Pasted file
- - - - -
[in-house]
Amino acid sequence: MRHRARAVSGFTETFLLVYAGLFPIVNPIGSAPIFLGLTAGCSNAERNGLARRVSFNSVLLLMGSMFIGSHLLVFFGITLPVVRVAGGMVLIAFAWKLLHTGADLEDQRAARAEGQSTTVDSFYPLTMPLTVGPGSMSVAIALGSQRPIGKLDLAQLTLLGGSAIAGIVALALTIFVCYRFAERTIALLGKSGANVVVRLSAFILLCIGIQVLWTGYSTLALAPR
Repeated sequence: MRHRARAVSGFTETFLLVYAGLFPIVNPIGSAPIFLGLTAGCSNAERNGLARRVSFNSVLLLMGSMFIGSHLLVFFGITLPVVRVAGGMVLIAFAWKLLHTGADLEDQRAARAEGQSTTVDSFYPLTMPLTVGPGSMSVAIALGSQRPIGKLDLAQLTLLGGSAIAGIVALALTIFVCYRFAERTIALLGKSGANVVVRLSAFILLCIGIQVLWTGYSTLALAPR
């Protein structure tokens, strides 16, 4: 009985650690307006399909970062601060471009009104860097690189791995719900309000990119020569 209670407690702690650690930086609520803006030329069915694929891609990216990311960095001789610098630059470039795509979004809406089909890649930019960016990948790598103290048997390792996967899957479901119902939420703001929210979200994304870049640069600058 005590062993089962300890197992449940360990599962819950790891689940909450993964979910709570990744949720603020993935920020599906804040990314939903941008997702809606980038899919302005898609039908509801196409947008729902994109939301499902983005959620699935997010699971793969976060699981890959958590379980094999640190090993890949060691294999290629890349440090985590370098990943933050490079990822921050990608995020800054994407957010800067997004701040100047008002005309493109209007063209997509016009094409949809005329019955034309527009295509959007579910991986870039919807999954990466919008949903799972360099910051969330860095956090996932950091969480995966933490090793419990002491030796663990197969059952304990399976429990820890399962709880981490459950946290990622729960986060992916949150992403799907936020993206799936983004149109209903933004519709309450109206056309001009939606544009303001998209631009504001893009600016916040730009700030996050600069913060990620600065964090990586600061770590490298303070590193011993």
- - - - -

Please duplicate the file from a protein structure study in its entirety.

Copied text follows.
[in-house]
Amino acid sequence: MRHRARAVSGFTETFLLVYAGLFPIVNPIGSAPIFLGLTAGCSNAERNGLARRVSFNSVLLLMGSMFIGSHLLVFFGITLPVVRVAGGMVLIAFAWKLLHTGADLEDQRAARAEGQSTTVDSFYPLTMPLTVGPGSMSVAIALGSQRPIGKLDLAQLTLLGGSAIAGIVALALTIFVCYRFAERTIALLGKSGANVVVRLSAFILLCIGIQVLWTGYSTLALAPR
Repeated sequence: MRHRARAVSGFTETFLLVYAGLFPIVNPIGSAPIFLGLTAGCSNAERNGLARRVSFNSVLLLMGSMFIGSHLLVFFGITLPVVRVAGGMVLIAFAWKLLHTGADLEDQRAARAEGQSTTVDSFYPLTMPLTVGPGSMSVAIALGSQRPIGKLDLAQLTLLGGSAIAGIVALALTIFVCYRFAERTIALLGKSGANVVVRLSAFILLCIGIQVLWTGYSTLALAPR
């Protein structure tokens, strides 16, 4: 009985650690307006399909970062601060471009009104860097690189791995719900309000990119020569 209670407690702690650690930086609520803006030329069915694929891609990216990311960095001789610098630059470039795509979004809406089909890649930019960016990948790598103290048997390792996967899957479901119902939420703001929210979200994304870049640069600058 005590062993089962300890197992449940360990599962819950790891689940909450993964979910709570990744949720603020993935920020599906804040990314939903941008997702809606980038899919302005898609039908509801196409947008729902994109939301499902983005959620699935997010699971793969976060699981890959958590379980094999640190090993890949060691294999290629890349440090985590370098990943933050490079990822921050990608995020800054994407957010800067997004701040100047008002005309493109209007063209997509016009094409949809005329019955034309527009295509959007579910991986870039919807999954990466919008949903799972360099910051969330860095956090996932950091969480995966933490090793419990002491030796663990197969059952304990399976429990820890399962709880981490459950946290990622729960986060992916949150992403799907936020993206799936983004149109209903933004519709309450109206056309001009939606544009303001998209631009504001893009600016916040730009700030996050600069913060990620600065964090990586600061770590490298303070590193011993």